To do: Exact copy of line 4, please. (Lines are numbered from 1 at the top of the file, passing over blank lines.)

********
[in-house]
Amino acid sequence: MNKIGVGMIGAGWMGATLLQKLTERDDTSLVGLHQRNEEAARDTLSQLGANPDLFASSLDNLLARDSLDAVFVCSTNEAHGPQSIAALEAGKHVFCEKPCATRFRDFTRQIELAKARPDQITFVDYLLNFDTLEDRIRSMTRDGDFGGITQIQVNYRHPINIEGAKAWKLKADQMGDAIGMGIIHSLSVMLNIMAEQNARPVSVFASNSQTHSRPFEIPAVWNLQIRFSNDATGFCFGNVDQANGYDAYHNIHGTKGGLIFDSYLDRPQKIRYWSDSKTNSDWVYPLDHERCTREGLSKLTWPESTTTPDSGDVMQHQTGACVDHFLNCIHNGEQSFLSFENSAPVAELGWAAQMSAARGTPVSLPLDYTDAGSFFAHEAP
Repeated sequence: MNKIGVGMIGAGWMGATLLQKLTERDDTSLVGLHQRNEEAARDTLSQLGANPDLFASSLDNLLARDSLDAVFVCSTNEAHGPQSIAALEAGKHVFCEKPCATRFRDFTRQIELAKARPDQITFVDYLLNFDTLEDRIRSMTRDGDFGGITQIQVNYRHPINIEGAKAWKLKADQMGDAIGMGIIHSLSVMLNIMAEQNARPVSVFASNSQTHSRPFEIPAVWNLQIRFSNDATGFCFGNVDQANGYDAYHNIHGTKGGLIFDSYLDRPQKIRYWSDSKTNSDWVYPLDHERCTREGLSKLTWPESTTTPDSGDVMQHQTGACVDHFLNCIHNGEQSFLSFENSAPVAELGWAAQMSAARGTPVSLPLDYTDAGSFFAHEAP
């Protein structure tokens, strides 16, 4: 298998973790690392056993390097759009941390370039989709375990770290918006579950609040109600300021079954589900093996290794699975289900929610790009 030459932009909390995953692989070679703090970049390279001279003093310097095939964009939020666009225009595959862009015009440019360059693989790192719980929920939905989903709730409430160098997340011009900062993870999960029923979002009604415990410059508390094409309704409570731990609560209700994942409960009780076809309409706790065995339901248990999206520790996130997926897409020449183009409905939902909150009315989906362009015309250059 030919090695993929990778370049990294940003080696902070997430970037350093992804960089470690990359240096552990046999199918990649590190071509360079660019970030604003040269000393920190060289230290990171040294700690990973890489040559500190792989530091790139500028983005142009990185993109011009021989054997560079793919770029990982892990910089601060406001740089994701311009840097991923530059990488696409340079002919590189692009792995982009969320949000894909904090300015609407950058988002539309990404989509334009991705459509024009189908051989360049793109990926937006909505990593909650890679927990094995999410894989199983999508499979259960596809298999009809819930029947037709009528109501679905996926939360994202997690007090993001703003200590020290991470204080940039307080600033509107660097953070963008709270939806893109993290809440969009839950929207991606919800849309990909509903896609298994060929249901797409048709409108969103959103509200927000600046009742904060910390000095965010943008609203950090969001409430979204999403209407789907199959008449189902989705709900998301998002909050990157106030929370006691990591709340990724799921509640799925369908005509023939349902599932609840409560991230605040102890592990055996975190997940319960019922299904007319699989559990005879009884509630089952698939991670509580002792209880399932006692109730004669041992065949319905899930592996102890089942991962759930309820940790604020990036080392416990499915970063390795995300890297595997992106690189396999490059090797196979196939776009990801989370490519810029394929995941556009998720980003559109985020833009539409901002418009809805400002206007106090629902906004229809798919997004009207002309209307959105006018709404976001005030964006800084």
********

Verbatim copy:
């Protein structure tokens, strides 16, 4: 298998973790690392056993390097759009941390370039989709375990770290918006579950609040109600300021079954589900093996290794699975289900929610790009 030459932009909390995953692989070679703090970049390279001279003093310097095939964009939020666009225009595959862009015009440019360059693989790192719980929920939905989903709730409430160098997340011009900062993870999960029923979002009604415990410059508390094409309704409570731990609560209700994942409960009780076809309409706790065995339901248990999206520790996130997926897409020449183009409905939902909150009315989906362009015309250059 030919090695993929990778370049990294940003080696902070997430970037350093992804960089470690990359240096552990046999199918990649590190071509360079660019970030604003040269000393920190060289230290990171040294700690990973890489040559500190792989530091790139500028983005142009990185993109011009021989054997560079793919770029990982892990910089601060406001740089994701311009840097991923530059990488696409340079002919590189692009792995982009969320949000894909904090300015609407950058988002539309990404989509334009991705459509024009189908051989360049793109990926937006909505990593909650890679927990094995999410894989199983999508499979259960596809298999009809819930029947037709009528109501679905996926939360994202997690007090993001703003200590020290991470204080940039307080600033509107660097953070963008709270939806893109993290809440969009839950929207991606919800849309990909509903896609298994060929249901797409048709409108969103959103509200927000600046009742904060910390000095965010943008609203950090969001409430979204999403209407789907199959008449189902989705709900998301998002909050990157106030929370006691990591709340990724799921509640799925369908005509023939349902599932609840409560991230605040102890592990055996975190997940319960019922299904007319699989559990005879009884509630089952698939991670509580002792209880399932006692109730004669041992065949319905899930592996102890089942991962759930309820940790604020990036080392416990499915970063390795995300890297595997992106690189396999490059090797196979196939776009990801989370490519810029394929995941556009998720980003559109985020833009539409901002418009809805400002206007106090629902906004229809798919997004009207002309209307959105006018709404976001005030964006800084």